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Moving plants

Transplanting with less stress

Question: I have a beautiful gardenia on my back yard. It is 5.5 feet tall. Because of reconstruction of my house, I have to transplant it to a different location that has good sun-lite and slight afternoon shade. I know very well how to take care of this plant, but have no idea how to move it. I am worried to damage the roots. Do I need to cut it down about 1/3 before transplant?

Winter-spring is a good time of the year for moving the plant. It is cool, and the roots won't get too much stress from over-heat. Make sure it is not too cold, at least 50-60F. Otherwise, wait till it gets warmer.

Water the soil around the plant really well. Soak it. If the soil is dry, it may just toss of the roots - this will damage the root system. Make at least a circle 1/2 ft away from the crown side. Go deep with the shovel. As deep as possible. If the plant is very big, ask 2-3 people to help you with several shovels simultaneously. Once you take out the root ball out of the ground, you may place it on a piece of plastic and drag it to the new place. Make the new hole bigger than the root ball. Fill the bottom with well-drained soil (if you can
afford it, buy a potting mix from Home Depot rather than 99 cent top soil). Do not put any fertilizer yet. You will add it later when you see a new growth. Place the root ball in a new hole so the growing point is exactly the same level with the surface as it was before. Too deep - the plant may die from stem rot. Add more soil around. Water a lot - several times. Then, water every day and be sure root ball is moist at all times for 1-2-3 weeks until you see a new growth. Then rely on regular watering or sprinkler system.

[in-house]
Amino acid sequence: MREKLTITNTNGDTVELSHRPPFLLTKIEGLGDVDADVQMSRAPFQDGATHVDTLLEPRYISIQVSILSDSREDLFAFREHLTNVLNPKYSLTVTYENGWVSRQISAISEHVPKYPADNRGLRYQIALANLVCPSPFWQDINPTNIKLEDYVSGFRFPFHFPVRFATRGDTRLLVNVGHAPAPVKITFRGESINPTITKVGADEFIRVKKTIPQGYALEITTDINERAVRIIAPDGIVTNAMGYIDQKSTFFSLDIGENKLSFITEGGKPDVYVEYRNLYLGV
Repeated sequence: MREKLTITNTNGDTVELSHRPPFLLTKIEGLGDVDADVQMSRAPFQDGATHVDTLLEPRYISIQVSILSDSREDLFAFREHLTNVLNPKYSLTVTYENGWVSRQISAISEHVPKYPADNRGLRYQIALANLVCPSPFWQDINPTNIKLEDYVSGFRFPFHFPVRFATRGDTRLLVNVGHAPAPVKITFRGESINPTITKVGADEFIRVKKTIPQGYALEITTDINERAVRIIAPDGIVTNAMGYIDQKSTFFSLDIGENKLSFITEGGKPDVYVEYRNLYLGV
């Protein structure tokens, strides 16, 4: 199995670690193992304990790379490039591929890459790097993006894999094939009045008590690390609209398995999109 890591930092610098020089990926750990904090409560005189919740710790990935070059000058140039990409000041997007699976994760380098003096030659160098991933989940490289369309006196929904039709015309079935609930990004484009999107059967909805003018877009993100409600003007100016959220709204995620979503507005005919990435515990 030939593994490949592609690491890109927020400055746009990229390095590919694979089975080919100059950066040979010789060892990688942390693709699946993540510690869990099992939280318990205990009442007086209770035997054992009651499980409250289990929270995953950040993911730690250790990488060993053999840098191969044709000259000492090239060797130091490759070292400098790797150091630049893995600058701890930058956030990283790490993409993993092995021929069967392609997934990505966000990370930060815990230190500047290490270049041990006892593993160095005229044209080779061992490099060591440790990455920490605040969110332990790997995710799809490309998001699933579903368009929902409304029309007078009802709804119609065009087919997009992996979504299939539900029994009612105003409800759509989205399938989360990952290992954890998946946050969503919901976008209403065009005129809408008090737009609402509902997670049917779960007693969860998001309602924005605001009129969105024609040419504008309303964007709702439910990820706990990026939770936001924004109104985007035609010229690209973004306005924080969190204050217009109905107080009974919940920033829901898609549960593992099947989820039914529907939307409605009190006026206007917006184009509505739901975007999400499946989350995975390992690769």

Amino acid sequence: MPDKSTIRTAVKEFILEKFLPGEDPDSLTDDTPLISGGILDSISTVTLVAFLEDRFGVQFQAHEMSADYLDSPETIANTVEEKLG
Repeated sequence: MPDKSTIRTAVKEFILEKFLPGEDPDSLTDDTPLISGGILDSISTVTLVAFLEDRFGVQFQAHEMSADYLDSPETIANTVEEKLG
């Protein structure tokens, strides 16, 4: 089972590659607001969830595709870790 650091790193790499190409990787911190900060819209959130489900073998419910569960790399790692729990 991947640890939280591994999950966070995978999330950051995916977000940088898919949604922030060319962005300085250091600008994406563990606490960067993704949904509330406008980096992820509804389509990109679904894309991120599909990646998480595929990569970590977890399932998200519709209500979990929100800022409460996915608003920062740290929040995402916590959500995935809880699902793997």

If you notice leaves drooping, you may put a large clear plastic bag over the foliage for 1-2 weeks. Make sure the plant is protected from winds and cold. Use covers if needed. If frost occurs, you may place a candle or Christmas light inside the cover (be careful not to cause a fire). We have some experience with moving large plants. When we sold the house, we had to dig out many of them to save from the new coming owner who hated plants. :-) All of them made it and are now living in pots (5 months already), expecting to be planted at our new place. And yes, I did trim some of them AFTER we potted them - to reduce stress (less leaves - less eveporation). But not much, especially when it's not hot. It is not necessary if the root system is not damaged badly.

You may also try to apply growth hormones like Epin, it helps to recover from stress.

 

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